• appropriate plans have been developed for tendering and contract management; and
  • better practice has been applied as appropriate to procurement and contract management arrangements.

Overall conclusion

11. Defence contracts out the provision of Garrison Support Services (GSS) to allow the ADF to focus on its core functions. GSS encompass a range of services such as catering, access control and grounds maintenance.9 The ANAO examined the recent tender selection process conducted for the Base Services contract (which encompasses GSS) for the North Queensland region, and also contract management arrangements for three existing GSS regional contracts.10

12. Overall, the ANAO considers that Defence's current tender selection processes and contracting arrangements are delivering the necessary services. However, the effectiveness of GSS contracting is constrained by weaknesses in risk management, performance management and contract amendment administration for current GSS contracts. Inconsistencies in Defence's application of the performance management framework for GSS, both across and within regions, raise issues of the equitable treatment of contractors, and whether the level of performance payments made by Defence has been adequately substantiated.11 Defence has recognised the need for reform of GSS/Base Services and has already commenced the implementation of a range of reforms.12 However, in the context of the challenging savings target for GSS under the SRP ($700 million over the next 10 years), successful completion of reforms already in train and identification and implementation of further improvements will be essential.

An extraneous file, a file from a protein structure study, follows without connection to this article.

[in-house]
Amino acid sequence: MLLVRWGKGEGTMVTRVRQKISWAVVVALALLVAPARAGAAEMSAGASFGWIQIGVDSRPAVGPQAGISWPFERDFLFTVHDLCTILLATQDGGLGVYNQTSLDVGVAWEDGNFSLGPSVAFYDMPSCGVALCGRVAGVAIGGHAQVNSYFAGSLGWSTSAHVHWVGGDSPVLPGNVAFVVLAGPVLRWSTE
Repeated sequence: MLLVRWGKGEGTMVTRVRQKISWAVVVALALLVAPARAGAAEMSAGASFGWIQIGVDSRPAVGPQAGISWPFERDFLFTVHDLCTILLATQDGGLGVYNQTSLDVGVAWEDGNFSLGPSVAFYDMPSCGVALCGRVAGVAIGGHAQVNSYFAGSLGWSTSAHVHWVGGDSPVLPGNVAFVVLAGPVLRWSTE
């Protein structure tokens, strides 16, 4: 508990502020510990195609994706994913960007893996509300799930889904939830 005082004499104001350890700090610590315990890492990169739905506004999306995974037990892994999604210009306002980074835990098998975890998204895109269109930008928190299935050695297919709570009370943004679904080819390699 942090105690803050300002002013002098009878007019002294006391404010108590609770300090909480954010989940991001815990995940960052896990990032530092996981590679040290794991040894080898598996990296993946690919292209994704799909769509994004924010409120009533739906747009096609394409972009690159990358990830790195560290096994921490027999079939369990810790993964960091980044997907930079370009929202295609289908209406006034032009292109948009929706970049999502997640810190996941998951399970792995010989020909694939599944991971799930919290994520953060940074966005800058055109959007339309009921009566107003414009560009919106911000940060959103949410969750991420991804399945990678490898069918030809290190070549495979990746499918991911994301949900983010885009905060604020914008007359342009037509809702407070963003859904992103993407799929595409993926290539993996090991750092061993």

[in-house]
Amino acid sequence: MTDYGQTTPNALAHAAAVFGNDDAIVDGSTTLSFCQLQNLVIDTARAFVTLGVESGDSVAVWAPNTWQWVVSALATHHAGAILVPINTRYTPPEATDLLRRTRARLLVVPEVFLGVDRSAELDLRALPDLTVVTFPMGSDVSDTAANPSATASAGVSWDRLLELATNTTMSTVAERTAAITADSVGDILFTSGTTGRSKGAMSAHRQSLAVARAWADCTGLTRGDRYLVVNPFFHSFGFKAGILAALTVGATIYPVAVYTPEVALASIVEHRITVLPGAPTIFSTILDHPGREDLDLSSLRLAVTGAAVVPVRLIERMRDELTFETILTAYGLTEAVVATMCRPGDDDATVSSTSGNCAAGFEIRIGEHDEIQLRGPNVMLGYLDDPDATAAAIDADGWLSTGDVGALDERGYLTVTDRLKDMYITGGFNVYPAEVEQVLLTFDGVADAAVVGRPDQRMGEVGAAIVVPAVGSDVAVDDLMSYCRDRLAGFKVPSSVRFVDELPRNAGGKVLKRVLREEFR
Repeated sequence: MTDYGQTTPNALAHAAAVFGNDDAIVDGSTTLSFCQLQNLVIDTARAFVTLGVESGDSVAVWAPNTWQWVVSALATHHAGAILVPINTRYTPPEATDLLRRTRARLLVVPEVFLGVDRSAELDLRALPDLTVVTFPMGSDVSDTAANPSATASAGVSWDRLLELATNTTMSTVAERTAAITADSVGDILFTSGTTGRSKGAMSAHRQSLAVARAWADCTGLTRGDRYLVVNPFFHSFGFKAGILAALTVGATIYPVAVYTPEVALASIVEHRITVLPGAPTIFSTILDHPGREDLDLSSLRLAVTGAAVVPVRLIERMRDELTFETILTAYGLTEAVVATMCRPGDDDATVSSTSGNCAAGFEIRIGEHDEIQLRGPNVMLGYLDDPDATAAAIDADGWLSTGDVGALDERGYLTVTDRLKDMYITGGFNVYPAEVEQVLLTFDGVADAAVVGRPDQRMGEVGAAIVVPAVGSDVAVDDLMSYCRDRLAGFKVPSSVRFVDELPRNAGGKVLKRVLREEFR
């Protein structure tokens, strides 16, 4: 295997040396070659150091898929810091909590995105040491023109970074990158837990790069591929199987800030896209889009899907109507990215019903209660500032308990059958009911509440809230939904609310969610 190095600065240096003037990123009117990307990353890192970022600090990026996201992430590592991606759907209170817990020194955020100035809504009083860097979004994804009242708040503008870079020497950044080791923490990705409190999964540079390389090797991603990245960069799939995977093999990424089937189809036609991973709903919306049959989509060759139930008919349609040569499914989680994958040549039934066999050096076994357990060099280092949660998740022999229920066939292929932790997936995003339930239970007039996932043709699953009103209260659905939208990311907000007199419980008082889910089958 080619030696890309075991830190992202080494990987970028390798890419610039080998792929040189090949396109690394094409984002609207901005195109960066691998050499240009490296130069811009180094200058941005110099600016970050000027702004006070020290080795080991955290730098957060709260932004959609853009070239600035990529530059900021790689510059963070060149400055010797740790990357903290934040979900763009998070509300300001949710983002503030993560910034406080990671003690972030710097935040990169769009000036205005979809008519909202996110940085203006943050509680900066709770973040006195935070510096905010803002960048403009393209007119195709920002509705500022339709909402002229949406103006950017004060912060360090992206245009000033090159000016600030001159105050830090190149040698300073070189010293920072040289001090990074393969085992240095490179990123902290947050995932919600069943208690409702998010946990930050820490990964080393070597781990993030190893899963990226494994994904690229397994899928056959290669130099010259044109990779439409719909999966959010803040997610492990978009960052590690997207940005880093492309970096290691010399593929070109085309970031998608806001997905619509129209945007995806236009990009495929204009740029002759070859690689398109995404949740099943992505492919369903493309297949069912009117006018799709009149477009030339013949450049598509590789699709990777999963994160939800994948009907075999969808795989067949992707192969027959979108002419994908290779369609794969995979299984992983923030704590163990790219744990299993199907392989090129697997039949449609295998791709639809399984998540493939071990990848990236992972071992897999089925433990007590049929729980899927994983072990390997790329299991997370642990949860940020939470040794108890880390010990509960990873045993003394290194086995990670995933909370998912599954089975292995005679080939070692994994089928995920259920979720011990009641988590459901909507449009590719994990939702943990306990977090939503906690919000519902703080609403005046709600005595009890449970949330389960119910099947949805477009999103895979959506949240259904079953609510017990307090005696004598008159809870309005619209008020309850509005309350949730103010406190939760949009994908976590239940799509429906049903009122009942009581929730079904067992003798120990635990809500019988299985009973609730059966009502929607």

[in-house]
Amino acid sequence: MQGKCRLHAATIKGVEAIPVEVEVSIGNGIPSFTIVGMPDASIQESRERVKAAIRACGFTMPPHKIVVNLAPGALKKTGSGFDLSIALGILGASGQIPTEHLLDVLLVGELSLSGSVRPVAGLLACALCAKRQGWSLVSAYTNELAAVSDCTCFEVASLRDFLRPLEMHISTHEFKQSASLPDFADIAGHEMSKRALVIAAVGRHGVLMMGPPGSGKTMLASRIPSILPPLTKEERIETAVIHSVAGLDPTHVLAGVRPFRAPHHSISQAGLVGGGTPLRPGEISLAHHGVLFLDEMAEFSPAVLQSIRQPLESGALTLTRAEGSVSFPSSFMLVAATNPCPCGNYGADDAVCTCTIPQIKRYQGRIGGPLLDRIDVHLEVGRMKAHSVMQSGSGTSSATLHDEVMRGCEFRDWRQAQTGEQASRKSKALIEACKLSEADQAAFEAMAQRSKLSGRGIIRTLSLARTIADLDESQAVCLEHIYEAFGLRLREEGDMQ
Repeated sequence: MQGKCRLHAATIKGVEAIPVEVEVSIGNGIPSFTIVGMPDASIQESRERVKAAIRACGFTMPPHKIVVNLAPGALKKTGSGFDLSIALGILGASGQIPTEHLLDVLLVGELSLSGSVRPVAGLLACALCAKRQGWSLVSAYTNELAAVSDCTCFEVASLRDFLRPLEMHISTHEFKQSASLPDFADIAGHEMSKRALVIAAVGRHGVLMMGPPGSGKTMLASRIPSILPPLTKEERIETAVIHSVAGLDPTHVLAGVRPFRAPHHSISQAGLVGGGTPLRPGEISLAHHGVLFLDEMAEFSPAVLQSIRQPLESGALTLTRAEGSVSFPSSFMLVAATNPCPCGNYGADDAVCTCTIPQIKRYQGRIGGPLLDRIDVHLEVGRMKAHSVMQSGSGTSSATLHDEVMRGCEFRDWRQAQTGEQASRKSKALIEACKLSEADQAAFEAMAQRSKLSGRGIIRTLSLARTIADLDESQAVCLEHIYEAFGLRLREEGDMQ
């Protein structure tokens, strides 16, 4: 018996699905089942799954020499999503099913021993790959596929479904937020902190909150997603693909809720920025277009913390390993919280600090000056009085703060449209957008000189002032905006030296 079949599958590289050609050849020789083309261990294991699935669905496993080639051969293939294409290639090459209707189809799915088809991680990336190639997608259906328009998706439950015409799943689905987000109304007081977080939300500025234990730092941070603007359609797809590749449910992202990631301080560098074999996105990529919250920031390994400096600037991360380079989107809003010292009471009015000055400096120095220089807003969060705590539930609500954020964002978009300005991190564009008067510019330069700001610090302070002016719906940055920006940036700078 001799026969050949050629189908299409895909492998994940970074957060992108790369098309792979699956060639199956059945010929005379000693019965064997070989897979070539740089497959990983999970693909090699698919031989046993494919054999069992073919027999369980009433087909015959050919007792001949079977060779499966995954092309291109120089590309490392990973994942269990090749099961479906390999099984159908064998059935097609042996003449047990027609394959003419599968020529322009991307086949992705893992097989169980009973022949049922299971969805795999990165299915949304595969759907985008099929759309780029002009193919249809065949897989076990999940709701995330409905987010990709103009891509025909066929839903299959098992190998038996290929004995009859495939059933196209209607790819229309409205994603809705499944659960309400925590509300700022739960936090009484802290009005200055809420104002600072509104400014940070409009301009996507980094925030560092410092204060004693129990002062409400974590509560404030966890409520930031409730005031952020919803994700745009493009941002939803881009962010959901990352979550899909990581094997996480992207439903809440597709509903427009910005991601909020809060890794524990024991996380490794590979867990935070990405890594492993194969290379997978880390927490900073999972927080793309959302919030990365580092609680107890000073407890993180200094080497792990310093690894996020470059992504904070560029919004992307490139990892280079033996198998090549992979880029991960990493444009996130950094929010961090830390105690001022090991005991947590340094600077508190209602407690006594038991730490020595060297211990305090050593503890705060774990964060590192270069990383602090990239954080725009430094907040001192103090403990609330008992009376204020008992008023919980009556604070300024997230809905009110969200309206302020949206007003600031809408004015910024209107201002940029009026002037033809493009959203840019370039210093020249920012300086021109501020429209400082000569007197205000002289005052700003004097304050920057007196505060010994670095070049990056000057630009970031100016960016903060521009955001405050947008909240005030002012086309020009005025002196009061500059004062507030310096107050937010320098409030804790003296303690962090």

13. In the longer term, to achieve efficiencies, reduce costs and improve competition, the ANAO considers that there are a range of initiatives that Defence could usefully consider to improve the procurement approach and contracting model being used, including: